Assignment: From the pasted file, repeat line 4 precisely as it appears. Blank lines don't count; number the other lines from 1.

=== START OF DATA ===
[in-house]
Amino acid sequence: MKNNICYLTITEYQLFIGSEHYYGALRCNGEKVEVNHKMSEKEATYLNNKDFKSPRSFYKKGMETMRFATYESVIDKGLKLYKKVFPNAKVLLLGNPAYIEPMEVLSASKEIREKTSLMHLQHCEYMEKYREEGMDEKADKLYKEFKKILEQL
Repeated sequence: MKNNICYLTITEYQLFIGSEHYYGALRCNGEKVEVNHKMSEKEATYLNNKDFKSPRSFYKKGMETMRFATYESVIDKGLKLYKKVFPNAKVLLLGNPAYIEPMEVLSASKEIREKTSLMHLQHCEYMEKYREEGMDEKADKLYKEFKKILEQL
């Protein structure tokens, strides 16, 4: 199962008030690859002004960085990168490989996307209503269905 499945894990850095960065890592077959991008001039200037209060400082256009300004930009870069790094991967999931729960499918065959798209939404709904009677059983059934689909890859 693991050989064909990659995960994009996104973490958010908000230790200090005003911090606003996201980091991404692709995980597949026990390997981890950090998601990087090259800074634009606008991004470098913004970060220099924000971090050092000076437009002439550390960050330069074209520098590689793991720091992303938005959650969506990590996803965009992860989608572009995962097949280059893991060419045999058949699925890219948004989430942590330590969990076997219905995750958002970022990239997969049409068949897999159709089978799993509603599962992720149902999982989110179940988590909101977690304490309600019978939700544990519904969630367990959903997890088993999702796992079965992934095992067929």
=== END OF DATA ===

């Protein structure tokens, strides 16, 4: 199962008030690859002004960085990168490989996307209503269905 499945894990850095960065890592077959991008001039200037209060400082256009300004930009870069790094991967999931729960499918065959798209939404709904009677059983059934689909890859 693991050989064909990659995960994009996104973490958010908000230790200090005003911090606003996201980091991404692709995980597949026990390997981890950090998601990087090259800074634009606008991004470098913004970060220099924000971090050092000076437009002439550390960050330069074209520098590689793991720091992303938005959650969506990590996803965009992860989608572009995962097949280059893991060419045999058949699925890219948004989430942590330590969990076997219905995750958002970022990239997969049409068949897999159709089978799993509603599962992720149902999982989110179940988590909101977690304490309600019978939700544990519904969630367990959903997890088993999702796992079965992934095992067929």